Evaluating the Cost Effectiveness of a Suicide Prevention Campaign Implemented in Ontario, Canada

Abstract

Background

Although suicide-prevention campaigns have been implemented in numerous countries, Canada has yet to implement a strategy nationally. This is the first study to examine the cost utility of the implementation of a multidimensional suicide-prevention program that combines several interventions over a 50-year time horizon.

Methods

We used Markov modeling to capture the dynamic changes to health status and estimate the incremental cost per quality-adjusted life-year gained over a 50-year period for Ontario residents for a suicide-prevention strategy compared to no intervention. The strategy consisted of a package of interventions geared towards preventing suicide including a public health awareness campaign, increased identification of individuals at risk, increased training of primary-care physicians, and increased treatment post-suicide attempt. Four health states were captured by the Markov model: (1) alive and no recent suicide attempt; (2) suicide attempt; (3) death by suicide; (4) death (other than suicide). Analyses were from a societal perspective where all costs, irrespective of payer, were included. We used a probabilistic analysis to test the robustness of the model results to both variation and uncertainty in model parameters.

Results

Over the 50-year period, the suicide-prevention campaign had an incremental cost-effectiveness ratio (ICER) of $18,853 (values are in Canadian dollars) per QALY gained. In all one-way sensitivity analyses, the ICER remained under $50,000/QALY. In the probabilistic analysis, there was a probability of 94.8% that the campaign was cost effective at a willingness-to-pay of $50,000/QALY (95% confidence interval of ICER probabilistic distribution: 2650–62,375). Among the current population, the intervention was predicted to result in the prevention of 4454 suicides after 50 years (1033 by year 10; 2803 by year 25). A healthcare payer perspective sensitivity analysis showed an ICER of $21,096.14/QALY.

Interpretation

These findings demonstrate that a suicide-prevention campaign in Ontario is very likely a cost-effective intervention to reduce the incidence of suicide and suggest suicide-prevention campaigns are likely to be cost effective for some other Canadian provinces and potentially other countries.

This is a preview of subscription content, access via your institution.

Fig. 1
Fig. 2
Fig. 3

Data availability

Data are available from the authors upon request.

References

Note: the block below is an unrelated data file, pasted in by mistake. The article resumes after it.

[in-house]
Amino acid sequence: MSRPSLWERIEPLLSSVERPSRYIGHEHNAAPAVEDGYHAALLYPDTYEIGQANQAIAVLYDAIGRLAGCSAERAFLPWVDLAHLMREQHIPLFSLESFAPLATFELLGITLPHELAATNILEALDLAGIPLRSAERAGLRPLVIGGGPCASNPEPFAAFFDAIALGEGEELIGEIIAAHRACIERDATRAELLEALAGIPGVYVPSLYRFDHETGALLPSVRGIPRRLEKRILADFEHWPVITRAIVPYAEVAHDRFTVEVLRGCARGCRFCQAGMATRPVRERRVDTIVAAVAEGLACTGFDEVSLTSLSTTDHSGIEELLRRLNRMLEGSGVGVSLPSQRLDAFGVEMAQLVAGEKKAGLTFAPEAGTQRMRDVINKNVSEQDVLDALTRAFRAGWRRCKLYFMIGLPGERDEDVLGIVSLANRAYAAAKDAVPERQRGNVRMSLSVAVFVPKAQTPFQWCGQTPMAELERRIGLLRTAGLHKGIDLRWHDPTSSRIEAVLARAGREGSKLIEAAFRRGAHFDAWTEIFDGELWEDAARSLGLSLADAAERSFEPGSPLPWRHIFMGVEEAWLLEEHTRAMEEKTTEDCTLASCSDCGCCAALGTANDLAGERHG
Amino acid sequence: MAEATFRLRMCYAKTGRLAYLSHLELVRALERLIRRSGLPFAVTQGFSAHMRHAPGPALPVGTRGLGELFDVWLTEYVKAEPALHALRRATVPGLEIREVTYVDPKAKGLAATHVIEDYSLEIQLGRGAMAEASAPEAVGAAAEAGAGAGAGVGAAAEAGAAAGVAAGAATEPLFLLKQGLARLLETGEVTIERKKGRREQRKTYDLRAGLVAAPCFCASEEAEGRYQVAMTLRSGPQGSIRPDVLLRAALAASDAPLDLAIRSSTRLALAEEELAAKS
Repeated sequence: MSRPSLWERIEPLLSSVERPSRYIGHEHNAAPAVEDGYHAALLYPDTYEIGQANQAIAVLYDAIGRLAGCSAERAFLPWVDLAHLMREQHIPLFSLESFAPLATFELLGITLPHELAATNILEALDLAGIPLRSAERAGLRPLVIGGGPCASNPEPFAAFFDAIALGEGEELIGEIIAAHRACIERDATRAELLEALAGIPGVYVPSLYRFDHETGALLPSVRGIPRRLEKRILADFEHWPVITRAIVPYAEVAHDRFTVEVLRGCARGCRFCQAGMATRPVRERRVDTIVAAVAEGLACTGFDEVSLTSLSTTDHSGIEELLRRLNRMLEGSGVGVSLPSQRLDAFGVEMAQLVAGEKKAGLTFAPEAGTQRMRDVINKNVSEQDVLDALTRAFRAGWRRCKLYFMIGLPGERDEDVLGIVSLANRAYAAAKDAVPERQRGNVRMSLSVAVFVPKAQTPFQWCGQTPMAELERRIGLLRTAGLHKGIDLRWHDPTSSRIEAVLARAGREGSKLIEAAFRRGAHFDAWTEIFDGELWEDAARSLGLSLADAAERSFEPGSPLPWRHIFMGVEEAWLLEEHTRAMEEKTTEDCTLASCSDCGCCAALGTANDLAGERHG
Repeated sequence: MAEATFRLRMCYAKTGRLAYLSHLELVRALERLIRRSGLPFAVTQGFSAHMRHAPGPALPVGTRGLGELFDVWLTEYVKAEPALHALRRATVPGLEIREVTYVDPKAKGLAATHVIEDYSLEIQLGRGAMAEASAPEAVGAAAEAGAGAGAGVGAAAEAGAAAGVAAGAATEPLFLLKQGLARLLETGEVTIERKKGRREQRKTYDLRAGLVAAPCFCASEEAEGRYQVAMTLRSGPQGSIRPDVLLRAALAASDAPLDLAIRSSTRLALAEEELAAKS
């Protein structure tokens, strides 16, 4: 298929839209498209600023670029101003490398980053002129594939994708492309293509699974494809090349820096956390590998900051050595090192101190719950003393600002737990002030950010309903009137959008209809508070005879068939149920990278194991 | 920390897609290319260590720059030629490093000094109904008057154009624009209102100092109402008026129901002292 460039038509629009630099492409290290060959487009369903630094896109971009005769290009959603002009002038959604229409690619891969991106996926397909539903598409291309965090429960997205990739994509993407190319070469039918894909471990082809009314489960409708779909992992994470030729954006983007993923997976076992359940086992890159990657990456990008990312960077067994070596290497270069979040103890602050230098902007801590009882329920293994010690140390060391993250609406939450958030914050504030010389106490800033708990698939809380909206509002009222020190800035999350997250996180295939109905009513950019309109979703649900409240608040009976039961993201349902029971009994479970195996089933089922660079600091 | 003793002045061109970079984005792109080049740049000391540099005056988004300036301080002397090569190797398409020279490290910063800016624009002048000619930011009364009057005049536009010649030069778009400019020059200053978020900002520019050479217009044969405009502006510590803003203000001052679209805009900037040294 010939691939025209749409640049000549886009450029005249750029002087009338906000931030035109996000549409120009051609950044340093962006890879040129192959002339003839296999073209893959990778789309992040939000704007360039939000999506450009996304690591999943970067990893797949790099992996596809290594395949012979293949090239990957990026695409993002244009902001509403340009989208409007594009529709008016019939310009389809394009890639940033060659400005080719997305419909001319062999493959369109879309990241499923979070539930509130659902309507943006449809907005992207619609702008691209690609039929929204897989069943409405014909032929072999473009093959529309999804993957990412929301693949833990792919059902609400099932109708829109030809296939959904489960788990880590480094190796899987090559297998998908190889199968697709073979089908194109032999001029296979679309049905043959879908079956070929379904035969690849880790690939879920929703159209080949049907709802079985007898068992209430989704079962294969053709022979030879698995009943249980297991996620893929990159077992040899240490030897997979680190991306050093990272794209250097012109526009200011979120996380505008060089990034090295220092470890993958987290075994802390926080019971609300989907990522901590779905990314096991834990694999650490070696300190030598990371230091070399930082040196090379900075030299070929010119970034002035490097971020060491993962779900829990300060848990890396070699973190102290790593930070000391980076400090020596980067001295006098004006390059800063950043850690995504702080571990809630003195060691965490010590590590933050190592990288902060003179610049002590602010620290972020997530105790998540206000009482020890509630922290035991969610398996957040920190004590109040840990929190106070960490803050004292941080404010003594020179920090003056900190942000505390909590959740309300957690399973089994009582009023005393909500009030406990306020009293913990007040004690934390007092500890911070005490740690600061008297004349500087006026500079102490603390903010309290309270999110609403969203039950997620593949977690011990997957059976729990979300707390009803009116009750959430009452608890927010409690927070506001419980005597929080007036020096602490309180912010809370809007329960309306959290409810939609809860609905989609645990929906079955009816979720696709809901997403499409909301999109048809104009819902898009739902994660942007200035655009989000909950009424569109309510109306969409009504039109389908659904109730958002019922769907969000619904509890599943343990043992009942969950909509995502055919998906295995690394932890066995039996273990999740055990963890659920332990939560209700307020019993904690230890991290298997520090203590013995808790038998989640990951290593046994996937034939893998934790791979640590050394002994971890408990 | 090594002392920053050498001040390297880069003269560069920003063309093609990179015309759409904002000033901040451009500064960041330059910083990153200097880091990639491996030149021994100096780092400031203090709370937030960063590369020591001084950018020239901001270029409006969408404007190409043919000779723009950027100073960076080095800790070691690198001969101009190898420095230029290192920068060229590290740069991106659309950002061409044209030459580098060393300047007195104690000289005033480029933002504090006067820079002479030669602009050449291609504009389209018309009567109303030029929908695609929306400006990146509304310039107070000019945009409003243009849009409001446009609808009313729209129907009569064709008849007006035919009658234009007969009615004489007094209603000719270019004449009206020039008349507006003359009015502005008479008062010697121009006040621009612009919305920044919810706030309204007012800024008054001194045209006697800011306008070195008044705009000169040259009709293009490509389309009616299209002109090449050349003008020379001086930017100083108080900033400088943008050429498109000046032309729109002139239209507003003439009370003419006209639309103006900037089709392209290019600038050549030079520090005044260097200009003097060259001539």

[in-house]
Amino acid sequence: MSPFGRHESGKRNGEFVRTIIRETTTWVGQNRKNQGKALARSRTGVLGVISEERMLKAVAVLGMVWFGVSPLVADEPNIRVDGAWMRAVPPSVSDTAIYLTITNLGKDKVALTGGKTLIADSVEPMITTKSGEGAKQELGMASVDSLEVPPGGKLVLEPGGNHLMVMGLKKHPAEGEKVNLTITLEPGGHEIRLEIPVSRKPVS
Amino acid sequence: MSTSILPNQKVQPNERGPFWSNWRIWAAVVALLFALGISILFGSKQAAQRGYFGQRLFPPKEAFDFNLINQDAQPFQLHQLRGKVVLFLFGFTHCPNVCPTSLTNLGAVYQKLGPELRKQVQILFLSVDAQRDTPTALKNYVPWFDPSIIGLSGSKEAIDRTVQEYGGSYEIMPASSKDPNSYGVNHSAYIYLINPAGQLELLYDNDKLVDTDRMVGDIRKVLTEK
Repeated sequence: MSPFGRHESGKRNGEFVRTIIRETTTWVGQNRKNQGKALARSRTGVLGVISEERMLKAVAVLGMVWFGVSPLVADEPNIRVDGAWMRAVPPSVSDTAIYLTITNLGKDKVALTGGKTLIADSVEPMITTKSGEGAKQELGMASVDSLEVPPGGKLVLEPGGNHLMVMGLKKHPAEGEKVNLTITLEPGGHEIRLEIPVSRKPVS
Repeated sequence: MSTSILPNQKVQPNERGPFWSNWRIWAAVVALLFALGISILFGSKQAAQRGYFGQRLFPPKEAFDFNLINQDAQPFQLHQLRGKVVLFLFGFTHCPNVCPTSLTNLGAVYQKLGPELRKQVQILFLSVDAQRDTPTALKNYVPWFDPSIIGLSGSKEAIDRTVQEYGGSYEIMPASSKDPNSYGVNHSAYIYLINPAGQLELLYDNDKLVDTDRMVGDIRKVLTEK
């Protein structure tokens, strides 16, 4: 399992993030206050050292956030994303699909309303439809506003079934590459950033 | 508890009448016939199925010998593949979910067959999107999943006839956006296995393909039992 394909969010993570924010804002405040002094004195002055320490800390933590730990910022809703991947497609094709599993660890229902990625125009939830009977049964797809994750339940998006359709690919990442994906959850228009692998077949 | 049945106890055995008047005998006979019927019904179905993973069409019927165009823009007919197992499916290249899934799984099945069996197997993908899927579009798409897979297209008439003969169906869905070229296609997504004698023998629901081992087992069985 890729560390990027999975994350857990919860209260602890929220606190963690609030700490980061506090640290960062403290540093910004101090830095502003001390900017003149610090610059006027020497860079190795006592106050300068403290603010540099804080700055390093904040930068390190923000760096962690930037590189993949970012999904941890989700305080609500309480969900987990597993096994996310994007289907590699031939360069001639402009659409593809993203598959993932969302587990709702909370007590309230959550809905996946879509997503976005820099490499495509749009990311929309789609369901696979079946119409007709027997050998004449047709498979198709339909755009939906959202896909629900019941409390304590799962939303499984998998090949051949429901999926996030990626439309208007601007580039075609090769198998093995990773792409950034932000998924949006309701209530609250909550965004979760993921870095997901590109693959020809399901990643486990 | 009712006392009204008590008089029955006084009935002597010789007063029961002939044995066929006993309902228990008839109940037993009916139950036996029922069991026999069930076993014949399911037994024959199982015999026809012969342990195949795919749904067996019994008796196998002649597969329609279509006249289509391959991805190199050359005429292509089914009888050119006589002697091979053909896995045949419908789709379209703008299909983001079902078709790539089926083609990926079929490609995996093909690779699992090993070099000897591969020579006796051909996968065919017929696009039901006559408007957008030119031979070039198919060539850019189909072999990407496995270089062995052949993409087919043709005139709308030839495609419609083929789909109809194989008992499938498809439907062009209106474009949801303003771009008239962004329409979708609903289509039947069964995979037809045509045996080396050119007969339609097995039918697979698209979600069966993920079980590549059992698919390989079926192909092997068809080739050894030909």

1. 1.

    Haagsma JA, Graetz N, Bolliger I, Naghavi M, Higashi H, Mullany EC, et al. The global burden of injury: incidence, mortality, disability-adjusted life years and time trends from the Global Burden of Disease study 2013. Inj Prev. 2016;22:3–18.

    Article  Google Scholar 

  2. 2.

    Skinner R, McFaull S, Draca J, Frechette M, Kaur J, Pearson C, et al. Suicide and self-inflicted injury hospitalizations in Canada (1979 to 2014/15). Health Promot Chronic Dis Prev Can. 2016;36:243–51.

    CAS  Article  Google Scholar 

  3. 3.

    Statistics Canada. Health Fact Sheets—the ten leading causes of death, 2012 [Internet]. 2015. http://www.statcan.gc.ca/pub/82-625-x/2015001/article/14296-eng.htm. Accessed 29 Aug 2019.

  4. 4.

    Corso PS, Mercy JA, Simon TR, Finkelstein EA, Miller TR. Medical costs and productivity losses due to interpersonal and self-directed violence in the United States. Am J Prev Med. 2007;32:474–82.

    Article  Google Scholar 

  5. 5.

    Matsubayashi T, Ueda M. The effect of national suicide-prevention programs on suicide rates in 21 OECD nations. Soc Sci Med. 2011;73:1395–400.

    Article  Google Scholar 

  6. 6.

    Hegerl PDU, Wittmann M, Arensman E, van Audenhove C, Bouleau J-H, van der Feltz-Cornelis C, et al. The ‘European Alliance Against Depression (EAAD)’: a multifaceted, community-based action programme against depression and suicidality. World J Biol Psychiatry. 2008;9:51–8.

    Article  Google Scholar 

  7. 7.

    Eggertson L, Patrick K. Canada needs a national suicide-prevention strategy. CMAJ. 2016;188:E309–10.

    Article  Google Scholar 

  8. 8.

    Eggertson L. Quebec cuts suicide rates despite lack of a national prevention strategy. iPolitics [Internet]. https://ipolitics.ca/2015/06/19/quebec-cuts-suicide-rates-despite-lack-of-a-national-prevention-strategy/. Accessed 29 Aug 2019.

  9. 9.

    Vasiliadis H-M, Lesage A, Latimer E, Seguin M. Implementing suicide prevention programs: costs and potential life years saved in Canada. J Ment Health Policy Econ. 2015;18:147–55.

    PubMed  Google Scholar 

  10. 10.

    Statistics Canada. Population by year, by province and territory (CANSIM table 051-0001) [Internet]. http://www.statcan.gc.ca/tables-tableaux/sum-som/l01/cst01/demo02a-eng.htm. Accessed 22 June 2019.

  11. 11.